Something you're not likely to see too often
A favorable citation of my arguments at Tech Central Station. Normally, I’d be pretty concerned about this, but it’s from Tim Worstall, the sole exception, AFAIK, to the otherwise uniform hackishness of that site.
Tim quotes my discussion of the Baumol effect to argue that the fact that the US spends so much more on health care than other countries is not necessarily a bad thing. At the aggregate level he’s right. We should expect the share of income spent on services like health and education to rise as income increases, driven by productivity growth in the goods-producing sector. In the case of medicine, the regular discovery of new and costly treatments adds to the problem (there’s an argument that this technological innovation is an endogenous result of the way health care is financed but I’ll leave that for another day).
Worstall is also right to imply that systems of public provision have, at least in some cases, led to pressure to hold expenditure below the socially optimal level. This was most obviously true of the National Health Service in Britain, though expenditure and service provision have increased greatly since the election of the Blair government, and are set to rise further. The same pressures are evident here in Australia.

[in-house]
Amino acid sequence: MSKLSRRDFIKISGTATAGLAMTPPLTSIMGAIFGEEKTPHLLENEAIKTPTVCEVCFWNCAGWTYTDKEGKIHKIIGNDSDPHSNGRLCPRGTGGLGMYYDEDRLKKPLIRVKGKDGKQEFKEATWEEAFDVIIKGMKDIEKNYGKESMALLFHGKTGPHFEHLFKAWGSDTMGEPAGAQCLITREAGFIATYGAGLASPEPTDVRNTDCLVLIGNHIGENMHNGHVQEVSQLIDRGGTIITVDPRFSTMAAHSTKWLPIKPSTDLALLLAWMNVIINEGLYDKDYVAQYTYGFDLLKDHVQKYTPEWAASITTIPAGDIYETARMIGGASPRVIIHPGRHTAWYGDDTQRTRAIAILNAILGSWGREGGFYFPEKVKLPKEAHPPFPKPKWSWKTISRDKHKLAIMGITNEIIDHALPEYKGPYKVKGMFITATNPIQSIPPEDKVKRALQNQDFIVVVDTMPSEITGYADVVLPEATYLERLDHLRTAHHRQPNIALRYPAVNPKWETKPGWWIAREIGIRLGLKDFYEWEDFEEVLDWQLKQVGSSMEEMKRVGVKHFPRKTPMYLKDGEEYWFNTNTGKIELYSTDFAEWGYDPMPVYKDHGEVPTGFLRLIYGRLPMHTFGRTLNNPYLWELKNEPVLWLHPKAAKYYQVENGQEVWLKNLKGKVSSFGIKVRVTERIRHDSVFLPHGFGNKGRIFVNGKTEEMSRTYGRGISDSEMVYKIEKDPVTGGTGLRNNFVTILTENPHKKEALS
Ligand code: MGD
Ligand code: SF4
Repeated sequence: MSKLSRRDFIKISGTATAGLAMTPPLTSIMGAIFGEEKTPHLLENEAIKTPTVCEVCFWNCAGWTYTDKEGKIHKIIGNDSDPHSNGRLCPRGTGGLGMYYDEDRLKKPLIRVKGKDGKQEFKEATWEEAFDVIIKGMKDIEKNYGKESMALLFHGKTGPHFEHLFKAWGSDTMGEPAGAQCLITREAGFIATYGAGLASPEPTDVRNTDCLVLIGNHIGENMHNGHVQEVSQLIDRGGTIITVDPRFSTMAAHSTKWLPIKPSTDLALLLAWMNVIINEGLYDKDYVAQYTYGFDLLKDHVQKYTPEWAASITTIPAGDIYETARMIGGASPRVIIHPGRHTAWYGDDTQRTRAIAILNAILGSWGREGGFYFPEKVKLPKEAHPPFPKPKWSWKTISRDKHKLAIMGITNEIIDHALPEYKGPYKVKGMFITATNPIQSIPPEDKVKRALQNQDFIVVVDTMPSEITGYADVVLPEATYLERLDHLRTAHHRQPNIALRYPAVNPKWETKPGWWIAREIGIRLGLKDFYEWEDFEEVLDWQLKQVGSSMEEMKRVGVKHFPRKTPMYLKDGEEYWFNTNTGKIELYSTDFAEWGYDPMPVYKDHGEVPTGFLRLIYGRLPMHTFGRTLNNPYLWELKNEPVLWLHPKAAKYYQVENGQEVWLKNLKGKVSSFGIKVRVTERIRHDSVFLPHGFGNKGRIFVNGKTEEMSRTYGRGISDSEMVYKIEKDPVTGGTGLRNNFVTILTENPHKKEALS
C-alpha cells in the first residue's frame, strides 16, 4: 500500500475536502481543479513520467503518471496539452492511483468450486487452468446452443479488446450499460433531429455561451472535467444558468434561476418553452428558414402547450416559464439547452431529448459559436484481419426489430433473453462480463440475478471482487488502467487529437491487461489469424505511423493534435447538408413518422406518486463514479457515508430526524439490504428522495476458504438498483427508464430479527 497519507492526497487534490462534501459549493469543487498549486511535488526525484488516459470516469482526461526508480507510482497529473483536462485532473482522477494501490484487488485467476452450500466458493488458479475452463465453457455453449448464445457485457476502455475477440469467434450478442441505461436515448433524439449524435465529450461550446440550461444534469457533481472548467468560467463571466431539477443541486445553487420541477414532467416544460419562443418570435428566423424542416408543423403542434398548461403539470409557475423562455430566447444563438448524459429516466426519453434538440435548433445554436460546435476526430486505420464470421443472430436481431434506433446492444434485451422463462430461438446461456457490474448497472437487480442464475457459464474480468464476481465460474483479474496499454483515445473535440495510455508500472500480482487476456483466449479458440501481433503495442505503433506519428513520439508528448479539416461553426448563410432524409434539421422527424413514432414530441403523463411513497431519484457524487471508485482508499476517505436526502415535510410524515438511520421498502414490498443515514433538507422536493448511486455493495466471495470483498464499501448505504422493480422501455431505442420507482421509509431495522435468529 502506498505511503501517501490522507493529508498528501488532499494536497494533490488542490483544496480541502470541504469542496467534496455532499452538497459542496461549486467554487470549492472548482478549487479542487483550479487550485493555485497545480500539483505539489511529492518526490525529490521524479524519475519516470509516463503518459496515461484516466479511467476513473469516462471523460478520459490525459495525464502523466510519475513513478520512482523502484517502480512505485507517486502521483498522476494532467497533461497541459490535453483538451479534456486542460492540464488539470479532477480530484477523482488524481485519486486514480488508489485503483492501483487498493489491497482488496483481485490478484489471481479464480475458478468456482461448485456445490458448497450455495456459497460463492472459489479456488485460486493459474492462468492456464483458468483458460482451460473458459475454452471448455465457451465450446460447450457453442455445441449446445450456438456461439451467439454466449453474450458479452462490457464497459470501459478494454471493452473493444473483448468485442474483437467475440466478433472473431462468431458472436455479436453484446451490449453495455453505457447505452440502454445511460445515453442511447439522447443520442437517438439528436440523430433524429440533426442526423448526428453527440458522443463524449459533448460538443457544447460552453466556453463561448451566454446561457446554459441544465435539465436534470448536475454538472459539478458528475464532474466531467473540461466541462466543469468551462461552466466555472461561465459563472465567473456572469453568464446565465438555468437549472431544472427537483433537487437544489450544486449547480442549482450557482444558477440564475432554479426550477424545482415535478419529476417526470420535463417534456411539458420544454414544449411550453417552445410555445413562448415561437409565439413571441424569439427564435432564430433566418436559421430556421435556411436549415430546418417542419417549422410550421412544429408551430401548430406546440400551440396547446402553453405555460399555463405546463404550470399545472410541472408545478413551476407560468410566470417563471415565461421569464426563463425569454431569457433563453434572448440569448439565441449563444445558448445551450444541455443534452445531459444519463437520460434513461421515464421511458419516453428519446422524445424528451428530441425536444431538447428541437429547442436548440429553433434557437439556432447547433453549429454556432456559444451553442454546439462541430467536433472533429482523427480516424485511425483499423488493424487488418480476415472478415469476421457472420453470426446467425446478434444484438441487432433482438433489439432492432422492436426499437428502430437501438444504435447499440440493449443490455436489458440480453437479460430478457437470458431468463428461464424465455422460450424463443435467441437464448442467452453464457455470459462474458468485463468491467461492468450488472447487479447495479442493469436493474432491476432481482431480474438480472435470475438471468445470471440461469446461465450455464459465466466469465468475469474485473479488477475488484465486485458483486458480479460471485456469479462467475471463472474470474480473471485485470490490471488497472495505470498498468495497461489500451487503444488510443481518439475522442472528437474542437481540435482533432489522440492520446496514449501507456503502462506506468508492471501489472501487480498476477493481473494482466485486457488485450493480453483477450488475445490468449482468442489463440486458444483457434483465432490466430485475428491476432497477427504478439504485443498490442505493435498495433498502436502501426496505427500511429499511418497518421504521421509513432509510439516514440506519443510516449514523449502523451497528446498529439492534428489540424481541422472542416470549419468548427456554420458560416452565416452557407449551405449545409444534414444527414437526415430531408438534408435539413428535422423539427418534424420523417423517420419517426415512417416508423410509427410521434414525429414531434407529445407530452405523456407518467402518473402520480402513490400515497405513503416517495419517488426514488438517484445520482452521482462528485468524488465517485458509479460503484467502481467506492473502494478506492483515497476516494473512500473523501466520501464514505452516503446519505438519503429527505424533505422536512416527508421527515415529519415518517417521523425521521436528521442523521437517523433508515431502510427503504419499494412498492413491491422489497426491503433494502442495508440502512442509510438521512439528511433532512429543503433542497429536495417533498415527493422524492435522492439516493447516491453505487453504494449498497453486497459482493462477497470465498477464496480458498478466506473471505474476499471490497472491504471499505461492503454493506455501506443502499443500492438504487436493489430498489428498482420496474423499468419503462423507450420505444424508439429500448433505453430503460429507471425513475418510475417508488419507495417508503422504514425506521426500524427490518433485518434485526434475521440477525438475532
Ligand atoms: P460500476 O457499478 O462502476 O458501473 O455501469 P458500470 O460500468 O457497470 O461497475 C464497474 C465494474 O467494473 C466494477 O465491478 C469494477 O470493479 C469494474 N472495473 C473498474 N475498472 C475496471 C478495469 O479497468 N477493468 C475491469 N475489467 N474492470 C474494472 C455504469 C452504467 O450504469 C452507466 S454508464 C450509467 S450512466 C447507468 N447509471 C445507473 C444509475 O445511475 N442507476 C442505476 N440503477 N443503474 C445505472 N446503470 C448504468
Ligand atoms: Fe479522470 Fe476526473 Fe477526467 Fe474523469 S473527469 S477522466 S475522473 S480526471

That said, when you look at the US system in detail, it’s clearly not a matter of paying more to get more. While the health care available to the top 20 per cent of Americans (those with unrestricted Blue Cross style insurance) is probably the best in the world, the average American (insured by an HMO or a fee-for-service insurer with restrictions) doesn’t get any better care than in other developed countries and the uninsured are much worse off.
The real problems are the financing system (Worstall gets off a neat crack at the expense of JK Galbraith here, but the real problems go back to the 1930s, as discussed by Robert Moss in When All Else Fails) and the very high salaries of US doctors compared to those in other countries, reflecting both higher inequality in the US and the huge cost of becoming a doctor through the US higher education system.
One result is that, despite relying primarily on private, employer-provided insurance, the US government actually spends more, relative to GDP, on health than most others.
Finally, there’s the balance between medical care and public health, broadly defined. It’s well known that the US has a lower life expectancy than other countries that spend much less on medical care. This isn’t however, primarily due to inadequate access to lifesaving treatments (the poor miss out on lots of routine health and dental care, but they can usually get emergency treatment). Rather, it’s the result of unhealthy living conditions broadly defined to include guns, car crashes, the consequences of obesity and so on. These things aren’t easily fixed, but there’s more resistance to doing anything about them in the US than in most other places.
fn1. Why he keeps writing for them, I don’t know. Tim would do much better as the opposition writer in residence at a left or liberal site, a slot that is very hard to fill in my experience. He makes good points, is willing to admit that he’s wrong on occasion, and is gracious when he catches someone else in error, as he has done with me. Still, that’s his business.